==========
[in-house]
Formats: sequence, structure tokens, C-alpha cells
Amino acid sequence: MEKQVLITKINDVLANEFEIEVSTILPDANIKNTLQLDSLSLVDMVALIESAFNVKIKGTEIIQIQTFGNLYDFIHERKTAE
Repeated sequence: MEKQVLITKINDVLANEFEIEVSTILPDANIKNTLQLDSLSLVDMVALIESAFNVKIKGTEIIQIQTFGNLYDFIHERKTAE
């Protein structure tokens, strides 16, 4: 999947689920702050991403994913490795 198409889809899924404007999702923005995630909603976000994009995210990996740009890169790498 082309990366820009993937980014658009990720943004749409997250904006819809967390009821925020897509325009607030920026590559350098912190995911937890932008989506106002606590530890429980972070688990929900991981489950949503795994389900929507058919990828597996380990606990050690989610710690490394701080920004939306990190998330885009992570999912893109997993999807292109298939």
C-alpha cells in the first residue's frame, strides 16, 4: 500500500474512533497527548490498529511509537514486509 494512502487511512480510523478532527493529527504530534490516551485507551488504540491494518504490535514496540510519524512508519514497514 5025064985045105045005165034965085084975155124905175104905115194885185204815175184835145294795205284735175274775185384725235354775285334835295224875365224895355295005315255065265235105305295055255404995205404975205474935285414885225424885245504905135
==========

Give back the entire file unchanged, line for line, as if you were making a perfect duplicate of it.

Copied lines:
[in-house]
Formats: sequence, structure tokens, C-alpha cells
Amino acid sequence: MEKQVLITKINDVLANEFEIEVSTILPDANIKNTLQLDSLSLVDMVALIESAFNVKIKGTEIIQIQTFGNLYDFIHERKTAE
Repeated sequence: MEKQVLITKINDVLANEFEIEVSTILPDANIKNTLQLDSLSLVDMVALIESAFNVKIKGTEIIQIQTFGNLYDFIHERKTAE
């Protein structure tokens, strides 16, 4: 999947689920702050991403994913490795 198409889809899924404007999702923005995630909603976000994009995210990996740009890169790498 082309990366820009993937980014658009990720943004749409997250904006819809967390009821925020897509325009607030920026590559350098912190995911937890932008989506106002606590530890429980972070688990929900991981489950949503795994389900929507058919990828597996380990606990050690989610710690490394701080920004939306990190998330885009992570999912893109997993999807292109298939």
C-alpha cells in the first residue's frame, strides 16, 4: 500500500474512533497527548490498529511509537514486509 494512502487511512480510523478532527493529527504530534490516551485507551488504540491494518504490535514496540510519524512508519514497514 5025064985045105045005165034965085084975155124905175104905115194885185204815175184835145294795205284735175274775185384725235354775285334835295224875365224895355295005315255065265235105305295055255404995205404975205474935285414885225424885245504905135